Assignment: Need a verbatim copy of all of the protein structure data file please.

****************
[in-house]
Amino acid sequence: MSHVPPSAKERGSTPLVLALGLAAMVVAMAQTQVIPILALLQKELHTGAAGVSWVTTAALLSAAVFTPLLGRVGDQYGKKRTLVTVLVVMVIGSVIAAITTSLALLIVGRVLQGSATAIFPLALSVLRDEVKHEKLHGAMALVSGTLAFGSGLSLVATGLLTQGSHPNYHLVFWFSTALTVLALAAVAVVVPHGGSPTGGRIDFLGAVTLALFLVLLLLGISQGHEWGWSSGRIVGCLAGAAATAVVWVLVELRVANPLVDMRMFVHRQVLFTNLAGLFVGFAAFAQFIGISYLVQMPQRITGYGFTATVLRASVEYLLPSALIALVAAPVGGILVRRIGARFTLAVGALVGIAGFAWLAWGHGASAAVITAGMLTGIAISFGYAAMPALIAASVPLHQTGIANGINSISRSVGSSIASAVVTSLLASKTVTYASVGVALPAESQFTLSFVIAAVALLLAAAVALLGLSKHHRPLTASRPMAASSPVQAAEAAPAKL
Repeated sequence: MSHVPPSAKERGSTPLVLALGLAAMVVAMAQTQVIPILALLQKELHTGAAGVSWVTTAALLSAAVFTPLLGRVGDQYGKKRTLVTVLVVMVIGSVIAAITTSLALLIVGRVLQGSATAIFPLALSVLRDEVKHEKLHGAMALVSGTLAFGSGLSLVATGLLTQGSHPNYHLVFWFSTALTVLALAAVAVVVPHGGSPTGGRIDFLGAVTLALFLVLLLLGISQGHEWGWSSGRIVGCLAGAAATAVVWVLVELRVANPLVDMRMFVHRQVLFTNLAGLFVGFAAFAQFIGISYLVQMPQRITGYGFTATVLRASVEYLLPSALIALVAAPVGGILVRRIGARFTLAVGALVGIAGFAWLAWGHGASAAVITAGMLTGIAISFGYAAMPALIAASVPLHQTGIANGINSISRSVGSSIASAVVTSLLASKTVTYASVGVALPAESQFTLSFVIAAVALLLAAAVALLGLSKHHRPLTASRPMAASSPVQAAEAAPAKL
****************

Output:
[in-house]
Amino acid sequence: MSHVPPSAKERGSTPLVLALGLAAMVVAMAQTQVIPILALLQKELHTGAAGVSWVTTAALLSAAVFTPLLGRVGDQYGKKRTLVTVLVVMVIGSVIAAITTSLALLIVGRVLQGSATAIFPLALSVLRDEVKHEKLHGAMALVSGTLAFGSGLSLVATGLLTQGSHPNYHLVFWFSTALTVLALAAVAVVVPHGGSPTGGRIDFLGAVTLALFLVLLLLGISQGHEWGWSSGRIVGCLAGAAATAVVWVLVELRVANPLVDMRMFVHRQVLFTNLAGLFVGFAAFAQFIGISYLVQMPQRITGYGFTATVLRASVEYLLPSALIALVAAPVGGILVRRIGARFTLAVGALVGIAGFAWLAWGHGASAAVITAGMLTGIAISFGYAAMPALIAASVPLHQTGIANGINSISRSVGSSIASAVVTSLLASKTVTYASVGVALPAESQFTLSFVIAAVALLLAAAVALLGLSKHHRPLTASRPMAASSPVQAAEAAPAKL
Repeated sequence: MSHVPPSAKERGSTPLVLALGLAAMVVAMAQTQVIPILALLQKELHTGAAGVSWVTTAALLSAAVFTPLLGRVGDQYGKKRTLVTVLVVMVIGSVIAAITTSLALLIVGRVLQGSATAIFPLALSVLRDEVKHEKLHGAMALVSGTLAFGSGLSLVATGLLTQGSHPNYHLVFWFSTALTVLALAAVAVVVPHGGSPTGGRIDFLGAVTLALFLVLLLLGISQGHEWGWSSGRIVGCLAGAAATAVVWVLVELRVANPLVDMRMFVHRQVLFTNLAGLFVGFAAFAQFIGISYLVQMPQRITGYGFTATVLRASVEYLLPSALIALVAAPVGGILVRRIGARFTLAVGALVGIAGFAWLAWGHGASAAVITAGMLTGIAISFGYAAMPALIAASVPLHQTGIANGINSISRSVGSSIASAVVTSLLASKTVTYASVGVALPAESQFTLSFVIAAVALLLAAAVALLGLSKHHRPLTASRPMAASSPVQAAEAAPAKL